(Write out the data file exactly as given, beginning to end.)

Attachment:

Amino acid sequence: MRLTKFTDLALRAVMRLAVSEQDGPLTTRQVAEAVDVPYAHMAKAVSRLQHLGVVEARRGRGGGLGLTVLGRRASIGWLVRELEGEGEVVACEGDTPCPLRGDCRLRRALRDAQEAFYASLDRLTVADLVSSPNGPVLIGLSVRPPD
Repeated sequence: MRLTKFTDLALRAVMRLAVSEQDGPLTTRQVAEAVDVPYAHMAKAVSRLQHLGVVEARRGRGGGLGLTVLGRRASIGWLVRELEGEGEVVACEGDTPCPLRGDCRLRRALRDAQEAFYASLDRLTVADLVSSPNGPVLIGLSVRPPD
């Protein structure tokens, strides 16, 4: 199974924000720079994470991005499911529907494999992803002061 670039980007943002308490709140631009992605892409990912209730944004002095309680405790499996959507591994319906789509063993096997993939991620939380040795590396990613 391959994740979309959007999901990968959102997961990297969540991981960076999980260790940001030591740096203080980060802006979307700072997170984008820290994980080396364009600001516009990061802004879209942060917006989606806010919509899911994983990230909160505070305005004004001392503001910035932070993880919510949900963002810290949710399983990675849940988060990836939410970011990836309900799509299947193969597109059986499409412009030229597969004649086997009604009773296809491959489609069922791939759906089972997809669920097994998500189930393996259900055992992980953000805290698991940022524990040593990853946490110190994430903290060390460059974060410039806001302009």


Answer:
Amino acid sequence: MRLTKFTDLALRAVMRLAVSEQDGPLTTRQVAEAVDVPYAHMAKAVSRLQHLGVVEARRGRGGGLGLTVLGRRASIGWLVRELEGEGEVVACEGDTPCPLRGDCRLRRALRDAQEAFYASLDRLTVADLVSSPNGPVLIGLSVRPPD
Repeated sequence: MRLTKFTDLALRAVMRLAVSEQDGPLTTRQVAEAVDVPYAHMAKAVSRLQHLGVVEARRGRGGGLGLTVLGRRASIGWLVRELEGEGEVVACEGDTPCPLRGDCRLRRALRDAQEAFYASLDRLTVADLVSSPNGPVLIGLSVRPPD
């Protein structure tokens, strides 16, 4: 199974924000720079994470991005499911529907494999992803002061 670039980007943002308490709140631009992605892409990912209730944004002095309680405790499996959507591994319906789509063993096997993939991620939380040795590396990613 391959994740979309959007999901990968959102997961990297969540991981960076999980260790940001030591740096203080980060802006979307700072997170984008820290994980080396364009600001516009990061802004879209942060917006989606806010919509899911994983990230909160505070305005004004001392503001910035932070993880919510949900963002810290949710399983990675849940988060990836939410970011990836309900799509299947193969597109059986499409412009030229597969004649086997009604009773296809491959489609069922791939759906089972997809669920097994998500189930393996259900055992992980953000805290698991940022524990040593990853946490110190994430903290060390460059974060410039806001302009």